Prosecutors: Swindler got what he deserved

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The government says convicted Florida swindler Alfredo Sararo received a fair trial in 2012, rebutting his claim that his one-time friend, a retired Allegheny County judge, lied about his own role in fleecing wealthy Pittsburghers and that prosecutors knew it.

Sararo, a former Monroeville tennis star and county probation officer, was convicted of using Judge Robert Horgos to solicit a dozen of his rich friends to invest in bogus Florida property deals.

In his appeal for a new trial, he said the government improperly allowed Mr. Horgos, its key witness, to testify under immunity when assistant U.S. attorney Brendan Conway knew he was lying.

Mr. Conway "stood silent" while the judge's testimony "infected the entire trial," said lawyer Craig Crawford.

In its response, the Justice Department said Sararo orchestrated the scheme for his own benefit, victimizing Mr. Horgos and others, and is trying now to shift the blame from himself to Mr. Horgos as he did at trial.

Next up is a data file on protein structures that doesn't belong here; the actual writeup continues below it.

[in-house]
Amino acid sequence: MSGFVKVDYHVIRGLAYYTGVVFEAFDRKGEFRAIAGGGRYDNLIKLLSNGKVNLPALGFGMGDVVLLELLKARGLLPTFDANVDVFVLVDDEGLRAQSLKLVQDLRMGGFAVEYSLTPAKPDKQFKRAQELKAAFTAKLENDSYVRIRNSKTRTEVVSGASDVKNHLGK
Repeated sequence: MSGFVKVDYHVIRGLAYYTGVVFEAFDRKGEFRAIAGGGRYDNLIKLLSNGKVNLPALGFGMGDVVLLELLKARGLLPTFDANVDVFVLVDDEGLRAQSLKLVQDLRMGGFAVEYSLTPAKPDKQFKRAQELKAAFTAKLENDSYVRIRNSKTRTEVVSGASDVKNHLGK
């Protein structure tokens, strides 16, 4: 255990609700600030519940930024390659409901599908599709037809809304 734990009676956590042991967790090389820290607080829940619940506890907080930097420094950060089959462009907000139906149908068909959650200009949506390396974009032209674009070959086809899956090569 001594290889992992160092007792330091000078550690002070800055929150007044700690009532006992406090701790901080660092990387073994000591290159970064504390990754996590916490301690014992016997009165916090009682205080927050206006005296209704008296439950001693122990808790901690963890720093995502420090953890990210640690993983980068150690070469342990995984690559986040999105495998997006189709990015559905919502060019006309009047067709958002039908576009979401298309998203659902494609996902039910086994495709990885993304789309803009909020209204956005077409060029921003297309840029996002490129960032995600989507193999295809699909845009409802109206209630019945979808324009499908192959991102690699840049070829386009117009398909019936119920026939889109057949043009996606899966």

Mr. Conway described Sararo as a con artist who forged signatures, falsified documents and persuaded others to falsify documents, stole from Mr. Horgos' bank account, lied to the FBI and cheated on his taxes.

But Mr. Horgos' credibility was the central issue, as it has been from the inception of the case in 2007.

The government said Mr. Conway properly addressed Horgos' credibility problems in a letter he gave to Sararo's lawyer in July 2012. Among them were misrepresentations he made to lenders, such as telling them that his house would be used as collateral and that he owned it free and clear when he did not.

Sararo's lawyer used the letter in cross-examining Mr. Horgos.

The government noted that the trial judge, John Steele, had agreed that Mr. Conway acted correctly.

"The government has the duty of disclosure," Judge Steele had said. "They made that. The jury will decide whether, in the end, any of the witnesses are telling the truth."

To show misconduct by a prosecutor, a defendant has to prove the prosecutor knowingly used false testimony.

The government said Mr. Horgos did not lie in the first place.

In summarizing the case, however, prosecutors did note that Judge Steele ordered Sararo to repay everyone he ripped off except Mr. Horgos because it was not clear if the judge was "always a victim, always a co-schemer, or some combination."


Torsten Ove: tove@post-gazette.com or 412-231-0132.

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